Donald Trump's conduct in a week when Wednesday's record number of coronavirus deaths doubled next day to a new record of 4,591 can only be understood if you realize that the president is not a 73-year-old man with the experience and maturity that suggests. Trump is actually a 10-year-old having aged in reverse dog years. He has the crimped emotions and empathy of a deluded superhero ("only I can fix it"), the limitations of a C-student, and the work ethic of a pre-teen who resents any challenge to his fragile ego and responds positively only to praise. All he does now is try to make to reality disappear.
Seeing Trump as a captive of his immaturity is a way to anticipate and perhaps defend against his dangerous behavior that is getting worse as the stakes get higher. A know-it-all, he's opening the country's parks, gyms, and restaurants not just against the advice of experts and the views of 80% of the country, but of usual sycophants like Sen. Lindsey Graham and a long list of CEOs, who constituted "the highest IQ on a call ever" but who for all their smarts, found their names read off without their permission. If you took a drink every time Trump called them and red state governors "people who love our country" as opposed to Democrats, whom he calls half-wits and whiners, you'd be intoxicated by 7 p.m.
To advance his plan, Trump cited "large areas where the virus has been totally eradicated" to justify premature emancipation. Is the large area he's referring to called Mars? Or is it South Dakota, one of those 29 states ready to open any moment, yet with a spot so hot the Smithfield plant in Sioux Falls had to close after 777 workers tested positive?
That's tragic for those who consider bacon one of the four major food groups, and for Trump's argument. If a part of the country isn't infected, just give it a few days without social distancing and it will be. If an area is opened before it should be, wait a few days, and it will be reinfected. If Trump did his homework, he'd know that after the Rev. Jerry Falwell, who acted to stop Democrats from "harming" the president's economy, called students back to Liberty University, he saw the town hit by 78 new cases.
Parental guidance is advised. Trump requires close supervision, strict limits on his screen time, and guidance on how to tell real doctors from single-named celebrity ones like Dr. Oz, who told Trump's good buddy Sean Hannity that a mortality rate of 2% to 3% is an "appetizing" trade-off for jump-starting the economy. He needs a constant reminder that car accidents and smoking aren't contagious.
And how about getting Trump to put in a day's work on a matter of life and death? Until D.C. Mayor Muriel Bowser's mid-March stay-at-home directive confined him to the White House, Trump spent much of the crisis at rallies and golfing. He's home (mostly alone) now but still needs to spend less time in front of the TV, which only generates ill-advised tweet storms, and attends a meeting or two of his task force in the Situation Room, where the seating chart changes daily depending on who's up and who's down in the president's clique.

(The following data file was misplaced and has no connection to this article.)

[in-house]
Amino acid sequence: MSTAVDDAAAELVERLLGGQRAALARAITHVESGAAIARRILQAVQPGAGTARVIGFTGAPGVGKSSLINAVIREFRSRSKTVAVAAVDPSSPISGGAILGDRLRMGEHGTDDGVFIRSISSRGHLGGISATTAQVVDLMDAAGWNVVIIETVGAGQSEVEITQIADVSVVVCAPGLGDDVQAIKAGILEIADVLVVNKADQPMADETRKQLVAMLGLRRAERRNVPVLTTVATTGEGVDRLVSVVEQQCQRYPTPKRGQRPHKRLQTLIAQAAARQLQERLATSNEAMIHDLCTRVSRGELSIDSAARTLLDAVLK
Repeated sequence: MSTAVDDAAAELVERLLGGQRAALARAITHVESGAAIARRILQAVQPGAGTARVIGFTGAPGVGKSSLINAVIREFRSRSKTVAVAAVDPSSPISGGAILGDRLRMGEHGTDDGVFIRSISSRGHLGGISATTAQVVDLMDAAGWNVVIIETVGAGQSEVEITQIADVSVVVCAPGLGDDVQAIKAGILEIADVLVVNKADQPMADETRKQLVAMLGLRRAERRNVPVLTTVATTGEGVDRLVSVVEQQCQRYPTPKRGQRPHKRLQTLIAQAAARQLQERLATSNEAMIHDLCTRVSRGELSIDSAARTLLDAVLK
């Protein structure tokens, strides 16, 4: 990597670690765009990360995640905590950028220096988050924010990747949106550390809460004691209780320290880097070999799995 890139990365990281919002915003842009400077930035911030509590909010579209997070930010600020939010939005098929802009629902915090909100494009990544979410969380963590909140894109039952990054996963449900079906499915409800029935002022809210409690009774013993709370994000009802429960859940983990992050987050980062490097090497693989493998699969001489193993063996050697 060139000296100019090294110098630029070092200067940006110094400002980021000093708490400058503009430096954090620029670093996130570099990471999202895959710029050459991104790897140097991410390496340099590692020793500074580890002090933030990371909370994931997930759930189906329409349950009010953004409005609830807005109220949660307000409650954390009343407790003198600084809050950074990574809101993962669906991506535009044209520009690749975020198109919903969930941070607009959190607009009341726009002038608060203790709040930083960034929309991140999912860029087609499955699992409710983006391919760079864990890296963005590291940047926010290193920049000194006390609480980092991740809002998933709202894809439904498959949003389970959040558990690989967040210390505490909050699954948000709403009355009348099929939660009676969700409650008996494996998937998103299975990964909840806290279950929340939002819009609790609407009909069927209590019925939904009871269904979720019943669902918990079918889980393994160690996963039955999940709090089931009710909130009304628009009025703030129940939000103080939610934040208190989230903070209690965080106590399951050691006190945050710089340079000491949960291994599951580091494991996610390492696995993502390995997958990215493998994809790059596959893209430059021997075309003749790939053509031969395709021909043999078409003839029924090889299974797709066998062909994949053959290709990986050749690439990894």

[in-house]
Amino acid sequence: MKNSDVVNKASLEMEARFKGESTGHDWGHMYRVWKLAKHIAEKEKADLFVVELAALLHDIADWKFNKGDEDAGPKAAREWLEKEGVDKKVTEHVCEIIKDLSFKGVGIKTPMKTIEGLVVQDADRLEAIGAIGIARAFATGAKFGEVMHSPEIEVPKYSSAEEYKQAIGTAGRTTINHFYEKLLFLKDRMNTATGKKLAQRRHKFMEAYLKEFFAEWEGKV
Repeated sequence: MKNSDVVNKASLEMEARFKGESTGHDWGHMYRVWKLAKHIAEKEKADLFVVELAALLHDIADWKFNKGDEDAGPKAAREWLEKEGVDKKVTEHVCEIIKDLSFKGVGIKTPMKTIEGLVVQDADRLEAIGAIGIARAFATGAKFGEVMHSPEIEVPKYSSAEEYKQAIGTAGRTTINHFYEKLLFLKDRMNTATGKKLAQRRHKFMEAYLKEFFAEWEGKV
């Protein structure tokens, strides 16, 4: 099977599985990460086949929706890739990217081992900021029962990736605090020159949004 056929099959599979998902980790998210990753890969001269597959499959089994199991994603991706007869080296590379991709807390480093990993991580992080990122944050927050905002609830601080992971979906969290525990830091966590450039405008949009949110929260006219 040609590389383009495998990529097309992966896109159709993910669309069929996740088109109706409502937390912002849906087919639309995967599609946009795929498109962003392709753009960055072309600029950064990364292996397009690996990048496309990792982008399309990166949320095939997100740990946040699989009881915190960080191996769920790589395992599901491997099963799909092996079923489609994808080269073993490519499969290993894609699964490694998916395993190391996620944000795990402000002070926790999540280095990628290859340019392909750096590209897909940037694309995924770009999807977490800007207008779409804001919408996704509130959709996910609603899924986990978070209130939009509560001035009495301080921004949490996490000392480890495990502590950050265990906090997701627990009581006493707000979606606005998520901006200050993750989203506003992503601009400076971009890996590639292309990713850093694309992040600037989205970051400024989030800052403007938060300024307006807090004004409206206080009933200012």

If Trump had anyone on staff not afraid of his cruel temper, he might have fixed his testing problem before the press noticed that his Power-Point presentation passing as a plan did nothing to increase that essential step in the process. While he's taken credit for tests that are the envy of the world and sniffed that he's president, not a guy clutching swabs in a parking lot 2,000 miles away, he's still stuck on his March 6 lie that anybody who wants to get a test can get a test and that Barack Obama didn't leave him one when the virus didn't exist back then.
At a rate of 3 million tests in three months, a majority of the country would be tested in six years. Cornered, Trump turned to Dr. Deborah Birx. After a word salad she's as famous for as for her scarves didn't fool anyone, Trump took his ball and left, clocking his shortest briefing ever on Thursday.
That didn't end the criticism. The next morning he was assailed by his arch-nemesis Gov. Andrew Cuomo, who's held his fire the last couple of weeks to move from the ungrateful ledger to the grateful one to wheedle ventilators out of the national stockpile Jared Kusher thought was his. Cuomo pleaded that a national problem required a national strategy and federal funds. "Why don't you show as much consideration to your states as you did to your big businesses and your airlines?" he asked. "What am I supposed to do, send a bouquet of flowers?"
Trump still has a childlike belief he can spin the virus, putting 60,000 deaths on the house, having chosen a model that predicted 2.2 million fatalities if he did nothing and by that faulty reasoning, congratulating himself for a job so well done no one can believe it.
What no one can believe, except the hardest core of his base, is that a con man in a gimme cap and a superhero cape clings to the notion he alone can fix everything, including a broken Dow Jones, and get us all to Splash Mountain at Disneyland without testing Mickey. He's right about one thing: We can't believe the job he's done. On top of all the deaths that wouldn't have happened if there'd been an adult in the White House, it's too much to take in.
Margaret Carlson is a columnist for the Daily Beast. She was formerly the first woman columnist at Time magazine, a columnist at Bloomberg View, a weekly panelist on CNN's "Capital Gang" and managing editor at the New Republic. To read more of her reports — Click Here Now.
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